9. Dawn,
    I am so on board here! I just shared your blog link on my FB page for those who are discouraged about the state of our food sources…I hope you link-up ALL of your posts on Wednesdays (if you don’t already)…this is vital information and will bless many. I just wrote about ‘natural flavors’ and I think it is discouraging to many. Blessings!

    • Dawn Tasher says:

      Jacqueline, I knew you would be! Thank you for spreading the word! I did see your article (and your yummy coconut and raspberry candy recipes!) – you are really doing your part to get the message out there and I so admire what you are doing!

  10. Thanks for the info and the great list of recipes! Thanks for linking up at our Gluten Free Fridays party! I have tweeted and pinned your entry to our Gluten Free Fridays board on Pinterest! 🙂

    Hope your week is great!

    Cindy from vegetarianmamma.com

  11. very informative post, well done. Thank you for sharing at the Thursday Favorite Things blog hop. xo

  12. […] Krisped, Flaked and Sugar Caked: A Dangerous Way to Start the Day! by Peeling Back the Onion Layers. […]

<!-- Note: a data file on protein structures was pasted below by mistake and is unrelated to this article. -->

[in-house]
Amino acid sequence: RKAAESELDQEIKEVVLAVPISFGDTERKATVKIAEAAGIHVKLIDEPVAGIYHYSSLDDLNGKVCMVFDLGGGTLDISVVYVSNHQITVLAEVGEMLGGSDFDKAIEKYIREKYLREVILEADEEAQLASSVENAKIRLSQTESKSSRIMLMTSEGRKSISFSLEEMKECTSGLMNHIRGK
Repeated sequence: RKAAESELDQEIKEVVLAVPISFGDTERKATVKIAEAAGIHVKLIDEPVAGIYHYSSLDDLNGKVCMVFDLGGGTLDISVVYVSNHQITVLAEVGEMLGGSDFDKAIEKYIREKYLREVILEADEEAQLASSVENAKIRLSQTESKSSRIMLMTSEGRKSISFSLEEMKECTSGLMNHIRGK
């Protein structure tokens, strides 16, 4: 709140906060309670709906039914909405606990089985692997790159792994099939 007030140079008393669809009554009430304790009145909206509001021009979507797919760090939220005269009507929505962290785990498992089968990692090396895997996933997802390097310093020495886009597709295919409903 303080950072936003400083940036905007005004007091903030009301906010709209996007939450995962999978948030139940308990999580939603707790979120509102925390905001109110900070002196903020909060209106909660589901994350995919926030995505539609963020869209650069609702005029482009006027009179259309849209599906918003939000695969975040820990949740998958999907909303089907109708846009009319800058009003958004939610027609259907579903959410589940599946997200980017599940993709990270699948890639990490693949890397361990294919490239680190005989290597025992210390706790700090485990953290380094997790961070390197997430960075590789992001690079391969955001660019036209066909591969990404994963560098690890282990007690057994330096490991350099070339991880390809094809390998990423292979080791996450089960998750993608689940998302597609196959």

13. […] The last one is a very interesting post over at Peeling Back the Onion Layers. Do you eat breakfast cereal? We switched to organic cereal, thinking it was healthy, but no grains processed like that are healthy! We ditched cold cereal a few years ago and haven’t missed it. Read about why you should quit eating it, too, in “Krisped, Flaked and Sugar Caked.” […]

  14. Great post, and great list of alternatives! I was so lucky that my mother cooked everything we ate and cereal from a box was a treat we only got at my grandparents’ house, or the odd weekend, so it wasn’t hard to quit cereal when I had to go gluten free 🙂

    Thanks so much for sharing this on Waste Not Want Not Wednesday, I’ve pinned it : )

  15. […] Krisped, Flaked and Sugar Caked: A Dangerous Way to Start the Day! (MTHFR) from Peeling Back the Onion Layers. Another really informative and well researched article about a condition that is actually more common than previously thought. […]